Leon Kass drives many bioethicists into teeth-grinding rage. At first blush, this seems odd. He is one of the world's foremost philosophers. He was a founding member of the Hastings Center, probably the world's most influential bioethics think tank. He has authored abundant thought-provoking articles and books, spanning decades, and has provided much grist for the never quiescent mill of bioethics debate. He is a university professor, presidential adviser as chairman of the President's Council on Bioethics, a fellow at the American Enterprise Institute, and is celebrated internationally as a first rate philosopher, lecturer, and public intellectual.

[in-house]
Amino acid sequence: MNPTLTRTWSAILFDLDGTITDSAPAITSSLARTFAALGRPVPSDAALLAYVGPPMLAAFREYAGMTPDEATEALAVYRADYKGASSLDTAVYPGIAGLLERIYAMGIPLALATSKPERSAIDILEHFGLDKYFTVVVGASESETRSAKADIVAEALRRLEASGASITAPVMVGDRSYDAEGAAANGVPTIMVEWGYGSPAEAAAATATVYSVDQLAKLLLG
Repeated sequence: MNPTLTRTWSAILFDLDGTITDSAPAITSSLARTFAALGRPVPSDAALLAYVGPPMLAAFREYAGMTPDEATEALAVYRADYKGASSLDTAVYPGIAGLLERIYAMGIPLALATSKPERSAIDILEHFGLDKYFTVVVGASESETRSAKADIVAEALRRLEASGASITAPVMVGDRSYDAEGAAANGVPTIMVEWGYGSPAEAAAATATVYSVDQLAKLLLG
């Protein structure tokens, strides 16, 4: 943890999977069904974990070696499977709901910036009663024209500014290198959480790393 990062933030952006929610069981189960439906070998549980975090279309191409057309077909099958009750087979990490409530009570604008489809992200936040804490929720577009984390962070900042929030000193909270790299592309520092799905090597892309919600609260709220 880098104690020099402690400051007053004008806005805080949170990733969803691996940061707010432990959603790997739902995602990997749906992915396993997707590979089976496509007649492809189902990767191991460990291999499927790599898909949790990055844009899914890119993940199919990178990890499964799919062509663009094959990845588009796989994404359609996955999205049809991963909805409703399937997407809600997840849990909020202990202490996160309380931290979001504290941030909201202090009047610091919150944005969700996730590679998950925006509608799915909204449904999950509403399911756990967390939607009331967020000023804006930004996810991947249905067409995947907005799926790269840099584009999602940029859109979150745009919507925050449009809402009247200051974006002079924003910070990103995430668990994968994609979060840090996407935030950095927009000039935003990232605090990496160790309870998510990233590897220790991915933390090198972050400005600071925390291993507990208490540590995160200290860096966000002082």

That's an impressive biography. So what is it about Kass that upsets so many bioethicists, other than perhaps, a touch of professional jealousy? Simply this: Kass eloquently and forcefully that human life has intrinsic moral value simply because it is human. This flies in the face of the predominate ideology of contemporary bioethics that disdains human exceptionalism as arbitrary, irrational, human-centric, and indeed, an act of discrimination against animals known as "speciesism."
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